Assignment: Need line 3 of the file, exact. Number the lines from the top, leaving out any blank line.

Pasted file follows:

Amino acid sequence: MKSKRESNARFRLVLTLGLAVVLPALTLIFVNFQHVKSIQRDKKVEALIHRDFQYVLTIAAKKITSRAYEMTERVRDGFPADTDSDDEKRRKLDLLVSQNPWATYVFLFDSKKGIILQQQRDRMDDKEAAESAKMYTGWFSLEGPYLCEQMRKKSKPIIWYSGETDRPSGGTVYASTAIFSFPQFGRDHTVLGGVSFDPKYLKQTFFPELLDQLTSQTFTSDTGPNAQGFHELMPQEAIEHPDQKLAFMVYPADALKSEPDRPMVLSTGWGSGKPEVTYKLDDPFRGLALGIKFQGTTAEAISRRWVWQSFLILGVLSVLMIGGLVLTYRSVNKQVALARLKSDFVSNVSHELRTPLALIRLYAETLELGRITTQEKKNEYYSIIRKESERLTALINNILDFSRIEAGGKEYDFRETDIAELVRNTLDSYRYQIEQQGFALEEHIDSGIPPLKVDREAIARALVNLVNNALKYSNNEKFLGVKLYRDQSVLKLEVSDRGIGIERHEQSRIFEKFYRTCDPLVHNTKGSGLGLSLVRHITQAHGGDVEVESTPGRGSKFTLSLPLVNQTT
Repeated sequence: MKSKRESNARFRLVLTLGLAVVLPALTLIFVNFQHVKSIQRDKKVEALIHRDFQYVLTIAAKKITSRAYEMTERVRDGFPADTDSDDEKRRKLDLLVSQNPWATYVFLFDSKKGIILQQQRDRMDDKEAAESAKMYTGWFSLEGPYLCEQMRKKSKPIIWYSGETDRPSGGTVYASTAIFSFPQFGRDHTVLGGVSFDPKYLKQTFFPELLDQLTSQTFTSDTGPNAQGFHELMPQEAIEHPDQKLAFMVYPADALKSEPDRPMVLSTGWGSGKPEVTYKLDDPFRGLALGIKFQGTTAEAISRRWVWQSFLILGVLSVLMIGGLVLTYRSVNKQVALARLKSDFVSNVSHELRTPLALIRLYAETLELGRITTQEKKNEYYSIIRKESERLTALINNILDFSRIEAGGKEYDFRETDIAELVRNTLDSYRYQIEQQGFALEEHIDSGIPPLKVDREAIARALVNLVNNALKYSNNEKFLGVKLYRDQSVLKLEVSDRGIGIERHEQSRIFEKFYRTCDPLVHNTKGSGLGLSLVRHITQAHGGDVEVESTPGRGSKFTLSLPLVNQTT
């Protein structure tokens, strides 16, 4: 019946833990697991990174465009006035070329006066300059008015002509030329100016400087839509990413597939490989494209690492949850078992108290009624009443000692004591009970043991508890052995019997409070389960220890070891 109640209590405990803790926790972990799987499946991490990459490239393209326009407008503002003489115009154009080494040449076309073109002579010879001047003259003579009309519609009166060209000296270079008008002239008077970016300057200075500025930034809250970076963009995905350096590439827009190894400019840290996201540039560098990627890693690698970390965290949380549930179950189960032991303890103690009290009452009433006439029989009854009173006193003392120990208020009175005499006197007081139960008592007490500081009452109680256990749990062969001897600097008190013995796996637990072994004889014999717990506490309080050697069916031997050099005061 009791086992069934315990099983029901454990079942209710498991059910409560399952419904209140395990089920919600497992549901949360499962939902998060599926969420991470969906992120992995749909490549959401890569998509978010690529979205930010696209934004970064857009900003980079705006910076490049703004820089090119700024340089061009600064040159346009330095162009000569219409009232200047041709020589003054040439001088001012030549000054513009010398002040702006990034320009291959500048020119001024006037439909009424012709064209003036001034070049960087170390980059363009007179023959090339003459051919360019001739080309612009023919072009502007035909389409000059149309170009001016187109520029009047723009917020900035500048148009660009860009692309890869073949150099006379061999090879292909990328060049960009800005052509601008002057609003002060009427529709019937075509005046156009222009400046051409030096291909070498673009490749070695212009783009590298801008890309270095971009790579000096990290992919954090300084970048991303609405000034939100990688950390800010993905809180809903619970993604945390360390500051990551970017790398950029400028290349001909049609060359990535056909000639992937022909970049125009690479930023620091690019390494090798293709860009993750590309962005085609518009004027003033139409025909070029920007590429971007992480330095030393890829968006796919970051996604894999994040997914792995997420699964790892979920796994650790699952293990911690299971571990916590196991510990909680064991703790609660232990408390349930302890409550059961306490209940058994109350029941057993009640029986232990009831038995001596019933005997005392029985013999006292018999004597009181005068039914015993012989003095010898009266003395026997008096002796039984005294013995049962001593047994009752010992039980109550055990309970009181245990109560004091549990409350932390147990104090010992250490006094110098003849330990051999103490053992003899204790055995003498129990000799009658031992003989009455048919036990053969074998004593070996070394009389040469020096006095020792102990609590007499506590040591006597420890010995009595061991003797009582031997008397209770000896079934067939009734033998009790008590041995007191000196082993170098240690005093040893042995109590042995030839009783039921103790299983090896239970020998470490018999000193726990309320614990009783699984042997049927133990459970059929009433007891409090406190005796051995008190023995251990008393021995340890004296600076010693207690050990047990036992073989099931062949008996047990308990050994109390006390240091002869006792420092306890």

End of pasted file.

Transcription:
């Protein structure tokens, strides 16, 4: 019946833990697991990174465009006035070329006066300059008015002509030329100016400087839509990413597939490989494209690492949850078992108290009624009443000692004591009970043991508890052995019997409070389960220890070891 109640209590405990803790926790972990799987499946991490990459490239393209326009407008503002003489115009154009080494040449076309073109002579010879001047003259003579009309519609009166060209000296270079008008002239008077970016300057200075500025930034809250970076963009995905350096590439827009190894400019840290996201540039560098990627890693690698970390965290949380549930179950189960032991303890103690009290009452009433006439029989009854009173006193003392120990208020009175005499006197007081139960008592007490500081009452109680256990749990062969001897600097008190013995796996637990072994004889014999717990506490309080050697069916031997050099005061 009791086992069934315990099983029901454990079942209710498991059910409560399952419904209140395990089920919600497992549901949360499962939902998060599926969420991470969906992120992995749909490549959401890569998509978010690529979205930010696209934004970064857009900003980079705006910076490049703004820089090119700024340089061009600064040159346009330095162009000569219409009232200047041709020589003054040439001088001012030549000054513009010398002040702006990034320009291959500048020119001024006037439909009424012709064209003036001034070049960087170390980059363009007179023959090339003459051919360019001739080309612009023919072009502007035909389409000059149309170009001016187109520029009047723009917020900035500048148009660009860009692309890869073949150099006379061999090879292909990328060049960009800005052509601008002057609003002060009427529709019937075509005046156009222009400046051409030096291909070498673009490749070695212009783009590298801008890309270095971009790579000096990290992919954090300084970048991303609405000034939100990688950390800010993905809180809903619970993604945390360390500051990551970017790398950029400028290349001909049609060359990535056909000639992937022909970049125009690479930023620091690019390494090798293709860009993750590309962005085609518009004027003033139409025909070029920007590429971007992480330095030393890829968006796919970051996604894999994040997914792995997420699964790892979920796994650790699952293990911690299971571990916590196991510990909680064991703790609660232990408390349930302890409550059961306490209940058994109350029941057993009640029986232990009831038995001596019933005997005392029985013999006292018999004597009181005068039914015993012989003095010898009266003395026997008096002796039984005294013995049962001593047994009752010992039980109550055990309970009181245990109560004091549990409350932390147990104090010992250490006094110098003849330990051999103490053992003899204790055995003498129990000799009658031992003989009455048919036990053969074998004593070996070394009389040469020096006095020792102990609590007499506590040591006597420890010995009595061991003797009582031997008397209770000896079934067939009734033998009790008590041995007191000196082993170098240690005093040893042995109590042995030839009783039921103790299983090896239970020998470490018999000193726990309320614990009783699984042997049927133990459970059929009433007891409090406190005796051995008190023995251990008393021995340890004296600076010693207690050990047990036992073989099931062949008996047990308990050994109390006390240091002869006792420092306890």